As one turns through the final steep curve to reach the top of Sam’s Point, the connection with the organic mass at the cliff base that is threaded all the way to the parking area through strands of clustering individuals, is broken. A junction exists on the cliff to bifurcate the diminished flow even more. Loop Road continues straight to eventually circle around Lake Maratanza and then cycle back through the remnants of old berry picker shacks before making a beeline to the parking lot on the far side of the switchbacks that lead to Sam’s Point. One of the more popular routes in the preserve is to continue straight on Loop Road toward Lake Maratanza until a spur road to the right appears about halfway to the lake. The spur leads to Ice Caves— a short self-guided tour directly through impressive crevices and cave-like chambers amongst the large debris and talus boulders of fractured Shawangunk conglomerate. The Ice Caves loop is not terribly long, so many day trippers attempt a trifecta: a visit to the caves, and then a longer hike to Verkeerder Kill Falls, after their short excursion to Sam’s Point lookout. Prior to the Ice Caves entrance and just off the main spur that branched to the right from Loop Road, a trail to the left disengages to embark all the way to Verkeerder Kill Falls in the form of the Long Path Trail. That is the trail that had situated us within mixed forest above Verkeerder Valley as we observed passing hikers returning from the falls.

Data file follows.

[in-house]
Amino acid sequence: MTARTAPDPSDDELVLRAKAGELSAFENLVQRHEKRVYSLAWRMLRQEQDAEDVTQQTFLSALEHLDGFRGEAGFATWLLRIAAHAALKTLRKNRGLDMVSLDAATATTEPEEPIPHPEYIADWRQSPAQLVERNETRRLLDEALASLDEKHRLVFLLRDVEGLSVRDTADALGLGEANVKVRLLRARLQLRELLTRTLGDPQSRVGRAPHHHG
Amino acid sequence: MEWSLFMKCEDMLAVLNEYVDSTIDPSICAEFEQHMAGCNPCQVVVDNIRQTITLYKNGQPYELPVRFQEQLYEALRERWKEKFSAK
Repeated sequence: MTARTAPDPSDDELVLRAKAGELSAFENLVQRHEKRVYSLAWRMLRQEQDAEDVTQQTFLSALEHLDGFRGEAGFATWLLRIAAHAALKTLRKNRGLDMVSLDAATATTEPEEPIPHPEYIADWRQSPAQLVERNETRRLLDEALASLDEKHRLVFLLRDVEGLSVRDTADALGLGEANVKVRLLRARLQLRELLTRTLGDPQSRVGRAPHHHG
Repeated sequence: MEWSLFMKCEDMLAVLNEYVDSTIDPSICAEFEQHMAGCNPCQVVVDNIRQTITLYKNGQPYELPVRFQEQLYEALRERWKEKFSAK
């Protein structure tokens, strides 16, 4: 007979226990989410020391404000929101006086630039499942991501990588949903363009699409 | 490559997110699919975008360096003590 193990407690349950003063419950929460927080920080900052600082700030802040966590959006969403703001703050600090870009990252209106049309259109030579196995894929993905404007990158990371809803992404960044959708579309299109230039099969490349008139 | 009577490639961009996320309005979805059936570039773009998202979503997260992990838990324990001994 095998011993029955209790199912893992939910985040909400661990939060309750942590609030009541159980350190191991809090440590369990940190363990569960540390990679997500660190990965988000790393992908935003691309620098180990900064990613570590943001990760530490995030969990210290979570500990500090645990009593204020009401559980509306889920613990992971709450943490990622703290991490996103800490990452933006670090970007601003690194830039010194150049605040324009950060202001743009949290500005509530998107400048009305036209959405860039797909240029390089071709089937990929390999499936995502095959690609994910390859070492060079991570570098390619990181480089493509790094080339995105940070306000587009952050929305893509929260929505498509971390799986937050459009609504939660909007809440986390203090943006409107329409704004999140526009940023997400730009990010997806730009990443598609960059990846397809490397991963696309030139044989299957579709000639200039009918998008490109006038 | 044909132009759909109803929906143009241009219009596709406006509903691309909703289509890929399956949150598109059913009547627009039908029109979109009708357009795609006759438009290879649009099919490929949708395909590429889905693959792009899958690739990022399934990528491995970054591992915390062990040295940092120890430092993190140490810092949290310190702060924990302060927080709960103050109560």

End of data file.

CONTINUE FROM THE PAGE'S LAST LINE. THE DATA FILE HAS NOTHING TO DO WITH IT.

Just before the final sweeping turns that lead to the top of Sam’s Point during the first part of the hike from the parking lot, New Jersey’s High Point can be spied to the south. To the west, the Delaware Valley lay beyond Ellenville and the rapidly narrowing Shawangunk spine. The Hudson Highlands frame the Hudson River to the southeast. All of this is abruptly available from the base of the large white cliffs. At this point of the initial ascent, and almost in sequence, people migrate to mill about on the broad flat surfaces of rock on the far side of the road because the horizon has suddently opened up. Striding abreast a group of young travelers when my opportunity arose, I accompanied the young group onto one of those natural platforms. In turn, we all stepped onto the rock as if it were a paid attraction. After a few moments of quiet observation, it took but an economical word or two, and the swift unpacking of a selfie-stick for the young Koreans that I had stepped up with to noiselessly gather into a single organic being for their own group capture, with the impressive horizon behind them. I had not time to set down my pack and take out my own camera, though I wished that I had anticipated the sight of such a rapid assembly of nonchalant, matter-of-fact cohesion. It was, in fact beautiful. As quickly as the collective being assembled, it disassembled; and still I had not time to adequately take in the soft freshness of their individual faces, or the bright glow of excitement that transmitted the onset of their shared social excursion. Immediately following the group shot, when the young men and women were still in the act of tearing their individually from the tucked assembly, I caught an undercurrent of sexual tension that was designed to reinstate a comfortable distance between the paired couples— for it became evident only at that moment that the group had arrived for the hike in pairs. The awkward moment occurred for some when the social comfort of gently touching heads in preparation for the group photo required pulling back to individuality immediately afterward. The re-emergence of a more authentic mix of feelings began to play across their faces as picture-ready smiles began to lose their temporary hold. To most people, this transition does not solicit even a whisper of self-awareness, but for this group, it seemed to bring a rather heightened transition. Playful jostling masked nervous excitement as they sought to recreate both the hidden bond and the comfortable spaces that they had established as a traveling crew prior to the group shot. This push and pull held sway even later when I ran into the same group on top of the cliffs at Sam’s Point. It was there that, again as paired couples, they took turns moving onto the edge of the cliff as their companions captured their gestures of tentative intrigue before the all-embracing horizon, and knowledge of their dangerous proximity to the edge. As I sat on an adjacent cliff, I asked permission to photograph their own sessions positioned so very near the cliff edge, with the old road poised below in warning. They heartily accepted.